I'd love to hear from readers what you consider literary--or what you don't think is literary--and about your feelings concerning the quality of LDS fiction, literary or genre. And by the way, this is the begining of a new contest. All those who comment or become followers on this blog or any of my blogs between now and Feb. 15 are eligible. The winner will pick his/her own prize from my overflowing bookshelves.


KarenG said...

Jennie, you blogging (or commenting) about fiction and writing is you at your best imho. What is literary? The Heart is a Lonely Hunter by Carson McCullers. That is one literary novel. Very character-driven, very thematic.

In LDS fiction, I felt like No Going Back was literary. I know I always talk about this novel everywhere, but that's because it was so amazingly and surprisingly awesome, esp. for LDS fiction, no offense to anyone. Usually LDS fiction that tries to be literary is also trying to question matters of faith, or mock our religion, or go off the deep end in some way. Which is a turn off for me.

Elizabeth Morgan said...

I definitely think that the combined Romance and suspense is the best type of writing and the one I enjoy the most.

Jennie said...

Karen, I was surprised that I liked most of No Going Back, but I didn't find it literary. It has too many weakness for that. It needs better editing, the main character is the sterotyped gay--absent father, controlling or babying mother. The authors premise would have been stronger if not every relationship had been weak or dysfunctional. I very much liked the point that the young man wasn't a helpless pawn to his inclination; he still could and did make his own choices. I also questioned whether 12 and 14 year-olds are actually mature enough to decide their sexual id for the rest of their lives. With strong editorial help this book could have been fantastic, but I'm still not sure whether I would call it literary. Or are you using the term to describe any book that doesn't quite fit into any of the established genres?

Laurie LC Lewis said...

Jennie, I think you're spot-on about authors blending their literary works with other genres-- to get them published. One LDS publishing house told me that the lack of LDS literary novels is a conscious business decision because there are enough non-LDS authors filling that market with acceptable plots and values to draw away sales. So they've decided to focus on publishing genres whose national titles fall below the standards and values most LDS readers want.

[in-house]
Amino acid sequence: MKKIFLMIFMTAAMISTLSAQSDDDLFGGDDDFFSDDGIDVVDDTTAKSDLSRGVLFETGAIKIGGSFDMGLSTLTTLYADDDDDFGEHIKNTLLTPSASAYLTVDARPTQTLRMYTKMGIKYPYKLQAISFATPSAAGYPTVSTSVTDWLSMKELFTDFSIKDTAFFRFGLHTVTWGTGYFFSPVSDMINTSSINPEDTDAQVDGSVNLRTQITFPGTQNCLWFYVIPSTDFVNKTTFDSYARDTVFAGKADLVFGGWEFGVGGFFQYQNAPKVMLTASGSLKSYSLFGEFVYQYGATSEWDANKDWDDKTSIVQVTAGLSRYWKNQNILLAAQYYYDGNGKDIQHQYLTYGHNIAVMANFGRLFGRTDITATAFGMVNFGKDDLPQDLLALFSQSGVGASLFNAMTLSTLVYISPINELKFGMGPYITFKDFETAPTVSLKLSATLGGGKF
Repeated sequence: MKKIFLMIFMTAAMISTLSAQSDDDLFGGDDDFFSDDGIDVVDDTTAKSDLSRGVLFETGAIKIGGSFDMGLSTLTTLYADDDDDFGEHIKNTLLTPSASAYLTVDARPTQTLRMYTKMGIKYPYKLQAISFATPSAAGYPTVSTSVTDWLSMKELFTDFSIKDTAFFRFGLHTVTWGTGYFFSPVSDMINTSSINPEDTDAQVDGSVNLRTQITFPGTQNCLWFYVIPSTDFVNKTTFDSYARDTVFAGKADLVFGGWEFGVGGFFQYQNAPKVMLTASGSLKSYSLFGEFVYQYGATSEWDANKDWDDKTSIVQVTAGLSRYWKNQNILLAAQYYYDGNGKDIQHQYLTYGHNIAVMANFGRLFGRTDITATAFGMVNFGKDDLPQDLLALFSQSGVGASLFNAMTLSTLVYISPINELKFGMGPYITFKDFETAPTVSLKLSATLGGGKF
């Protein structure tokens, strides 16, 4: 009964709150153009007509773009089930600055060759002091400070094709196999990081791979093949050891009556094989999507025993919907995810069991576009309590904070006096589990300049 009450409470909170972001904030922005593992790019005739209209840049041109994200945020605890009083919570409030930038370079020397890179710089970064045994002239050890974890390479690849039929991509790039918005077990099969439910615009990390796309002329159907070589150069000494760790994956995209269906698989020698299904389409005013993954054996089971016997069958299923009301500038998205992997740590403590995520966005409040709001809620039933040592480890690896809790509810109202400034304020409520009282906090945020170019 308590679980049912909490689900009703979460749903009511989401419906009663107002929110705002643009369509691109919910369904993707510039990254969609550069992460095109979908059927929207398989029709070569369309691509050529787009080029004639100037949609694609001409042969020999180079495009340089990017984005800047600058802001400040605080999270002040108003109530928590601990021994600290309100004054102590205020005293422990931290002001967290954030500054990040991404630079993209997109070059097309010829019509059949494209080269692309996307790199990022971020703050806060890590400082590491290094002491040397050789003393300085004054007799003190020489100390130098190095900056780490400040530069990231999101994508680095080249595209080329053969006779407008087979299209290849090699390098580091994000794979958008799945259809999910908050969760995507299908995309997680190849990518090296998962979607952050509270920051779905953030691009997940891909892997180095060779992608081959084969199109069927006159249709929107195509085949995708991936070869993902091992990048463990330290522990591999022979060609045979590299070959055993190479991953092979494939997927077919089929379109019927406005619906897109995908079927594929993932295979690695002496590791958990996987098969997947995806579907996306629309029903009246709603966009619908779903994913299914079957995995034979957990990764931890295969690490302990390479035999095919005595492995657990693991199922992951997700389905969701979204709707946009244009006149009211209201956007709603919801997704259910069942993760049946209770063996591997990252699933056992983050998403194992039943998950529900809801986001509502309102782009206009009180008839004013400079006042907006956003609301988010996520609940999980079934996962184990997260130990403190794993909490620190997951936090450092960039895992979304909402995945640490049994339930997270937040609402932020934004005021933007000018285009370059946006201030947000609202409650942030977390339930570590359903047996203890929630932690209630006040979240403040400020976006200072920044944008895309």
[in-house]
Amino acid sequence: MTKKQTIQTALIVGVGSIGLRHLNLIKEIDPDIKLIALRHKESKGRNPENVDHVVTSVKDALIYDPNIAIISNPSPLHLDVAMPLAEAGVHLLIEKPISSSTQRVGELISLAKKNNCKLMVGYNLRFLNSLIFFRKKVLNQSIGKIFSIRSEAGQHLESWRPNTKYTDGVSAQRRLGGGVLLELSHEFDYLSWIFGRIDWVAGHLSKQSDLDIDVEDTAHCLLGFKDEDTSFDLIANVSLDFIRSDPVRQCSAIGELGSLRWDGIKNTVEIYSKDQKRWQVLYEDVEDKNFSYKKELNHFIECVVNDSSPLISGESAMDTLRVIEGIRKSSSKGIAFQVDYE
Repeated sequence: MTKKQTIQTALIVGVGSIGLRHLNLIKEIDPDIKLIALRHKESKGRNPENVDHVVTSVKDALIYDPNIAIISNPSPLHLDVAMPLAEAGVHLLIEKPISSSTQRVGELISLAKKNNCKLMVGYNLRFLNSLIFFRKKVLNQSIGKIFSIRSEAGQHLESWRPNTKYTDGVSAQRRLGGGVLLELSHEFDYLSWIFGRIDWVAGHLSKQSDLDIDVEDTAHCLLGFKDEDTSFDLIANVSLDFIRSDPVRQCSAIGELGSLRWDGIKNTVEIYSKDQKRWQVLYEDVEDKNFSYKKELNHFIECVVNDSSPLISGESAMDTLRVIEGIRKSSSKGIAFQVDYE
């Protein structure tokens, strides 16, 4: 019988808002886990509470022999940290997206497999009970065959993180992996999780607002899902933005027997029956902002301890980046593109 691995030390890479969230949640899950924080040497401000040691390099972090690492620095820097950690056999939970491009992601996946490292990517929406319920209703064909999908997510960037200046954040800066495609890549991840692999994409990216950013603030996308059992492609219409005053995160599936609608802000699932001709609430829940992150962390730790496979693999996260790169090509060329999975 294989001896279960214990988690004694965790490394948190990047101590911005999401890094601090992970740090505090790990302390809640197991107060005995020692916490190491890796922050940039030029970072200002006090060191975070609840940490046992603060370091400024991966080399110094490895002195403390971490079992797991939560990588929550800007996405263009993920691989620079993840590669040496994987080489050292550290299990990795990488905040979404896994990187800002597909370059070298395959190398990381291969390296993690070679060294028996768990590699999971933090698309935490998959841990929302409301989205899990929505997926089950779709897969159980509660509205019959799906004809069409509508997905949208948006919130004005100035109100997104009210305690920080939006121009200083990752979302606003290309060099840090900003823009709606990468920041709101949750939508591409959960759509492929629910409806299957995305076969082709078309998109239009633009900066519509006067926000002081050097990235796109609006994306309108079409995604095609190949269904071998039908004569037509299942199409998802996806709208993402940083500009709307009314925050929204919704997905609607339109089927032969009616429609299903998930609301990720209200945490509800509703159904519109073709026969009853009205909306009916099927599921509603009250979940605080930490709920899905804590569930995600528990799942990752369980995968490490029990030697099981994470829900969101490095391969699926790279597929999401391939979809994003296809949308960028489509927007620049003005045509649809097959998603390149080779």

They've turned away manuscripts for these reasons, and sadly will probably continue to do so until the LDS market cries out for LDS literary novels.

KarenG said...

"Or are you using the term to describe any book that doesn't quite fit into any of the established genres?"

Probably. I'm labeling it as "literary", when a more accurate word might be "important". It's fiction dealing with same sex attraction while staying true to the Gospel view. To me, that makes it important. But no, not particularly literary.

Calder Clan said...

I am leaving a comment off subject. I friend let me read the books Journey Home and Run Away Home. I would like to have my own copies however, I am unable to find them in the bookstores. Is there anyway to buy these books?

Jennie said...

Calder Clan, I have a few copies of Run Away Home I'm still selling for Ten dollars which includes shipping. Just send me a check and I'll send you a signed copy. Once in awhile Journey Home shows up on Amazon, but all copies except my own file copy are gone and it's out of print. If you want to contact me my email is bhansen22 at msn dot com.